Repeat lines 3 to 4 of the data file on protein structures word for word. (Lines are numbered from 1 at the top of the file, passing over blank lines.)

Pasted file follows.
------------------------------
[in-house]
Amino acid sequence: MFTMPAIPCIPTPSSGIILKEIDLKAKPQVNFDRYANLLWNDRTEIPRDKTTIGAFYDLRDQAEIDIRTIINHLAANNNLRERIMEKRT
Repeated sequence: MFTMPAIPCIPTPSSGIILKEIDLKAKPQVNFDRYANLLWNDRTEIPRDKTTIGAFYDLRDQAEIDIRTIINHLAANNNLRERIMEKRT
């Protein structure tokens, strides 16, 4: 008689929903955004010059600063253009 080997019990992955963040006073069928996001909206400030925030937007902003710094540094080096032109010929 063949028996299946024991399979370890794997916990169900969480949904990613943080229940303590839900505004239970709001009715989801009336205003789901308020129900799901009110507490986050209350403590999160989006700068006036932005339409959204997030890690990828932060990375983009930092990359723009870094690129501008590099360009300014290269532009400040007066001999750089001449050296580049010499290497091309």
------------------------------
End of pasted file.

Repeated sequence: MFTMPAIPCIPTPSSGIILKEIDLKAKPQVNFDRYANLLWNDRTEIPRDKTTIGAFYDLRDQAEIDIRTIINHLAANNNLRERIMEKRT
């Protein structure tokens, strides 16, 4: 008689929903955004010059600063253009 080997019990992955963040006073069928996001909206400030925030937007902003710094540094080096032109010929 063949028996299946024991399979370890794997916990169900969480949904990613943080229940303590839900505004239970709001009715989801009336205003789901308020129900799901009110507490986050209350403590999160989006700068006036932005339409959204997030890690990828932060990375983009930092990359723009870094690129501008590099360009300014290269532009400040007066001999750089001449050296580049010499290497091309």